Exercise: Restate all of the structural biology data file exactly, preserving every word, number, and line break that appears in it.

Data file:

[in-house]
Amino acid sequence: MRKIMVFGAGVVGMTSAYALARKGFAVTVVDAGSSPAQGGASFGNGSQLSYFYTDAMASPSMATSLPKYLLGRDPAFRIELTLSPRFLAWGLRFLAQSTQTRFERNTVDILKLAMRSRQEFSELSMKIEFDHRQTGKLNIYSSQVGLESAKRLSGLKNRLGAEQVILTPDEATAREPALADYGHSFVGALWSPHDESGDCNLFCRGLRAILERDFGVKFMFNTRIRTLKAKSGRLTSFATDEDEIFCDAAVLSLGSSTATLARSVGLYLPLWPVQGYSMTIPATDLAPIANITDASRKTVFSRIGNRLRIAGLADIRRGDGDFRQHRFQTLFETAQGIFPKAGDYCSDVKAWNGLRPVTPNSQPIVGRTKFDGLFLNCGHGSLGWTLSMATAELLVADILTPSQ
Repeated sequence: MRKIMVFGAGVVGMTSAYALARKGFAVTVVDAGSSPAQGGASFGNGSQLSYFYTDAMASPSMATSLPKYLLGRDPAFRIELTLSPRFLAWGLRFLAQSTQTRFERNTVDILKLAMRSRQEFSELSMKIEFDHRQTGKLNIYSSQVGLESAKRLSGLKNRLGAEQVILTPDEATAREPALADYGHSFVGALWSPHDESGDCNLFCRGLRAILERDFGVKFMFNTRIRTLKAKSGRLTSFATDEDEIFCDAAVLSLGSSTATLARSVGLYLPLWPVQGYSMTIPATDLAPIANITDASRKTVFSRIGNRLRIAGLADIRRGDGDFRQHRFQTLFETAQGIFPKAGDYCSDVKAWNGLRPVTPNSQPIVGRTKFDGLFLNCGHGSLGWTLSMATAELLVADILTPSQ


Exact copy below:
[in-house]
Amino acid sequence: MRKIMVFGAGVVGMTSAYALARKGFAVTVVDAGSSPAQGGASFGNGSQLSYFYTDAMASPSMATSLPKYLLGRDPAFRIELTLSPRFLAWGLRFLAQSTQTRFERNTVDILKLAMRSRQEFSELSMKIEFDHRQTGKLNIYSSQVGLESAKRLSGLKNRLGAEQVILTPDEATAREPALADYGHSFVGALWSPHDESGDCNLFCRGLRAILERDFGVKFMFNTRIRTLKAKSGRLTSFATDEDEIFCDAAVLSLGSSTATLARSVGLYLPLWPVQGYSMTIPATDLAPIANITDASRKTVFSRIGNRLRIAGLADIRRGDGDFRQHRFQTLFETAQGIFPKAGDYCSDVKAWNGLRPVTPNSQPIVGRTKFDGLFLNCGHGSLGWTLSMATAELLVADILTPSQ
Repeated sequence: MRKIMVFGAGVVGMTSAYALARKGFAVTVVDAGSSPAQGGASFGNGSQLSYFYTDAMASPSMATSLPKYLLGRDPAFRIELTLSPRFLAWGLRFLAQSTQTRFERNTVDILKLAMRSRQEFSELSMKIEFDHRQTGKLNIYSSQVGLESAKRLSGLKNRLGAEQVILTPDEATAREPALADYGHSFVGALWSPHDESGDCNLFCRGLRAILERDFGVKFMFNTRIRTLKAKSGRLTSFATDEDEIFCDAAVLSLGSSTATLARSVGLYLPLWPVQGYSMTIPATDLAPIANITDASRKTVFSRIGNRLRIAGLADIRRGDGDFRQHRFQTLFETAQGIFPKAGDYCSDVKAWNGLRPVTPNSQPIVGRTKFDGLFLNCGHGSLGWTLSMATAELLVADILTPSQ